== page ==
Good eyesight is crucial in making sure a child develops to their full potential both at school and socially. It’s especially important to look after children’s eyes – the eye is still developing throughout early childhood so if problems are treated early, it can make a lasting difference. Yet research shows that around 20% of school-aged children have an undiagnosed vision problem. It’s never too early to have a sight test, visiting an optometrist will mean you can spot and manage vision problems that may affect your child's development. We recommend that all children visit their optometrist for a sight test around the age of three, or earlier if you suspect there may be a problem with your Childs eyes.
How do I know if my child has an eye problem?
Some eye conditions do not display any signs or symptoms, so the only way to know for sure is to take your child for a sight test. Signs which may show there is a problem with a child’s sight include:
This could mean your child needs glasses or that they have an eye that is healthy but does not see as well, otherwise known as a ‘lazy eye’. This condition can run in the family, so if a relative has either an eye turn (squint) or suffers from reduced vision in one or both eyes (amblyopia), it’s a good idea to take any related children for a sight test.
What is School vision screening?
Some children have their vision screened at school – this is usually a basic test, designed to pick up children who have reduced vision in one or both eyes. If a problem is suspected, children will usually be referred to an optometrist for a full sight test. We are one of the only few practices in Telford who are accredited to examine children referred by the school screening service. Parents may assume that their child has been screened at school but this does not happen in all cases, so having a routine sight test for your child is strongly recommended.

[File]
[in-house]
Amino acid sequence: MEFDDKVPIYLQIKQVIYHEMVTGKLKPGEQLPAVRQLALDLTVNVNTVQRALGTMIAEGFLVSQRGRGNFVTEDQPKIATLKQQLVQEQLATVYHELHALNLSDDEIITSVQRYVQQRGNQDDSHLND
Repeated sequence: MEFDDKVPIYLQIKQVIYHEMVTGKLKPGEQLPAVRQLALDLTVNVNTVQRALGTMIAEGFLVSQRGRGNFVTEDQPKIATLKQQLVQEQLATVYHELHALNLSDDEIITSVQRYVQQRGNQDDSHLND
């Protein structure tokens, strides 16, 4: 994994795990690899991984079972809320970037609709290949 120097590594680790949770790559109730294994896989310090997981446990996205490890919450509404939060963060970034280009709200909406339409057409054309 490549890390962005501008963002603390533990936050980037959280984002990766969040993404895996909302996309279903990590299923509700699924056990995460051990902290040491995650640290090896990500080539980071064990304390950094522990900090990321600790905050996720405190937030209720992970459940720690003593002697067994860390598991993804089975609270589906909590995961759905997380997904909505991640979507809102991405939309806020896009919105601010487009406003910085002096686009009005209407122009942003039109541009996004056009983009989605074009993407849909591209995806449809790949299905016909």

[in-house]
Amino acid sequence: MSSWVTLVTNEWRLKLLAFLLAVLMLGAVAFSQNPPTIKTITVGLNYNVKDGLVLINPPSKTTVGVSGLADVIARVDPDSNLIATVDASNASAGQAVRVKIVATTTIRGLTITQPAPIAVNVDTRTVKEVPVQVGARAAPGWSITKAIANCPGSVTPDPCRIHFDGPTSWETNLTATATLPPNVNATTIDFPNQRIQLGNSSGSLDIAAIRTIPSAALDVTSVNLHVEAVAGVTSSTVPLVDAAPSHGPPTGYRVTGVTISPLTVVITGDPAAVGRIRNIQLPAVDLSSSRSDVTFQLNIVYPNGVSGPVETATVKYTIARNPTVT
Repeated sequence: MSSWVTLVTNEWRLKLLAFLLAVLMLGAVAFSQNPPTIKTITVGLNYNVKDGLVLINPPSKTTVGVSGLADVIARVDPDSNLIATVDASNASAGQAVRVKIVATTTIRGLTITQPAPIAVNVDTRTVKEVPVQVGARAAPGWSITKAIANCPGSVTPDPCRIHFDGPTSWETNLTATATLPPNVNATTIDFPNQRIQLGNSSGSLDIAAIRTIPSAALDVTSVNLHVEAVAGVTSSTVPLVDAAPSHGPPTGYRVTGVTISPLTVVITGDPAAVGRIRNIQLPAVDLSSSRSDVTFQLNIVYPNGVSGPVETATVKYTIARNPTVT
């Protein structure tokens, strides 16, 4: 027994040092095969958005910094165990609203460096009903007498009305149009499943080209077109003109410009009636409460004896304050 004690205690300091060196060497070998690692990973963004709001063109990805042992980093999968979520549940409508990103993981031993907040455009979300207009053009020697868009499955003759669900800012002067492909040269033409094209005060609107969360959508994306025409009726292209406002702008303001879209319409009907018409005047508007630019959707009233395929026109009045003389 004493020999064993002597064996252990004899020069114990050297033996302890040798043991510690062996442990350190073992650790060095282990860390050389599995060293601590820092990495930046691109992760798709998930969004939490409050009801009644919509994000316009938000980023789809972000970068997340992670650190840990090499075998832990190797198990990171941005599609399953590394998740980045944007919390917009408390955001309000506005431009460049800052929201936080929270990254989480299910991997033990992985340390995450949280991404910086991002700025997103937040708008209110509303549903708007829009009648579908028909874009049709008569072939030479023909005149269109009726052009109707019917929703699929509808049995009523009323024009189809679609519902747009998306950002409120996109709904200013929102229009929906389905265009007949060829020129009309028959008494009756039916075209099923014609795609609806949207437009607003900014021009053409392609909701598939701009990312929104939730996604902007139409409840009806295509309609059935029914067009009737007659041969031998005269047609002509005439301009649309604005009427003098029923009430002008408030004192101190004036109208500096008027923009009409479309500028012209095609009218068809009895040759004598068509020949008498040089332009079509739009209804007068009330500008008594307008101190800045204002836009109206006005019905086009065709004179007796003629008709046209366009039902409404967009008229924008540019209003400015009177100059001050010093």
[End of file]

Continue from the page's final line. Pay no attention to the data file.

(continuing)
What is a sight test?
A sight test is a comprehensive check which can pick up many other conditions, including colour vision defects, problems with the development of 3D vision and any need for glasses.
When should my child visit the optometrist?
Although the UK National Screening Committee recommends screening at age four to five years, there are many optometrists who will see children much younger than this for a sight test. We recommend that children have a sight test around the age of three, so that conditions are picked up and treated early. After the first test it is a good idea to return every 12 months up to the age of 16 years, or sooner if recommended by your optometrist.
Free Eye Exams for under 16 (Up to 18 & still in fulltime education)
Children under the age of 16 are entitled to NHS-funded sight tests (covering the cost of a sight test), plus an optical voucher, which entitles you help towards the cost of glasses.
What else can I do to look after my child’s eyes?